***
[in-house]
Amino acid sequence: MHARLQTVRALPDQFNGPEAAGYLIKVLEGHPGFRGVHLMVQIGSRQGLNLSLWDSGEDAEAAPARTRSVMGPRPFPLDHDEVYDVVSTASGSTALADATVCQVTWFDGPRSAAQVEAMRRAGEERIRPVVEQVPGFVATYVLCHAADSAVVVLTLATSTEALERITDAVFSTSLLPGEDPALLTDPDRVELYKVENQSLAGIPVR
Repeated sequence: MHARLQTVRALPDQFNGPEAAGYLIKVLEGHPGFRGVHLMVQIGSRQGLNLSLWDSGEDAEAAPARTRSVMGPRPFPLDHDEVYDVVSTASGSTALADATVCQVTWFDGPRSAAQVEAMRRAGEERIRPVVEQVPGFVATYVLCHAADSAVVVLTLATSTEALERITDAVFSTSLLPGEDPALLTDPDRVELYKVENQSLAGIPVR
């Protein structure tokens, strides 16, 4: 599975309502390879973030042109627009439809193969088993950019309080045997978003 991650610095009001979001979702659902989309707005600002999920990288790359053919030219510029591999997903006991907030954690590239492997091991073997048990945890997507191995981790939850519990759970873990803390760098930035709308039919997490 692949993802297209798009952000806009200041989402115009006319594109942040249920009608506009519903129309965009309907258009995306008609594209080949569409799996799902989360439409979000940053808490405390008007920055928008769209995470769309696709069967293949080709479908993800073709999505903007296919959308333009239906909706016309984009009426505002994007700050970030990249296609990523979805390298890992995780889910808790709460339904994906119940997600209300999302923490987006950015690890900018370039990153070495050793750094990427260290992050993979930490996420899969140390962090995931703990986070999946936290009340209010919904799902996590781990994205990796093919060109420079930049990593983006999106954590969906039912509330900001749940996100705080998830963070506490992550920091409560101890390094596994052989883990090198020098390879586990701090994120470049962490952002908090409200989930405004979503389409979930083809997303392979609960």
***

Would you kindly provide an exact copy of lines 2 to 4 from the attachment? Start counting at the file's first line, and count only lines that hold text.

Amino acid sequence: MHARLQTVRALPDQFNGPEAAGYLIKVLEGHPGFRGVHLMVQIGSRQGLNLSLWDSGEDAEAAPARTRSVMGPRPFPLDHDEVYDVVSTASGSTALADATVCQVTWFDGPRSAAQVEAMRRAGEERIRPVVEQVPGFVATYVLCHAADSAVVVLTLATSTEALERITDAVFSTSLLPGEDPALLTDPDRVELYKVENQSLAGIPVR
Repeated sequence: MHARLQTVRALPDQFNGPEAAGYLIKVLEGHPGFRGVHLMVQIGSRQGLNLSLWDSGEDAEAAPARTRSVMGPRPFPLDHDEVYDVVSTASGSTALADATVCQVTWFDGPRSAAQVEAMRRAGEERIRPVVEQVPGFVATYVLCHAADSAVVVLTLATSTEALERITDAVFSTSLLPGEDPALLTDPDRVELYKVENQSLAGIPVR
């Protein structure tokens, strides 16, 4: 599975309502390879973030042109627009439809193969088993950019309080045997978003 991650610095009001979001979702659902989309707005600002999920990288790359053919030219510029591999997903006991907030954690590239492997091991073997048990945890997507191995981790939850519990759970873990803390760098930035709308039919997490 692949993802297209798009952000806009200041989402115009006319594109942040249920009608506009519903129309965009309907258009995306008609594209080949569409799996799902989360439409979000940053808490405390008007920055928008769209995470769309696709069967293949080709479908993800073709999505903007296919959308333009239906909706016309984009009426505002994007700050970030990249296609990523979805390298890992995780889910808790709460339904994906119940997600209300999302923490987006950015690890900018370039990153070495050793750094990427260290992050993979930490996420899969140390962090995931703990986070999946936290009340209010919904799902996590781990994205990796093919060109420079930049990593983006999106954590969906039912509330900001749940996100705080998830963070506490992550920091409560101890390094596994052989883990090198020098390879586990701090994120470049962490952002908090409200989930405004979503389409979930083809997303392979609960």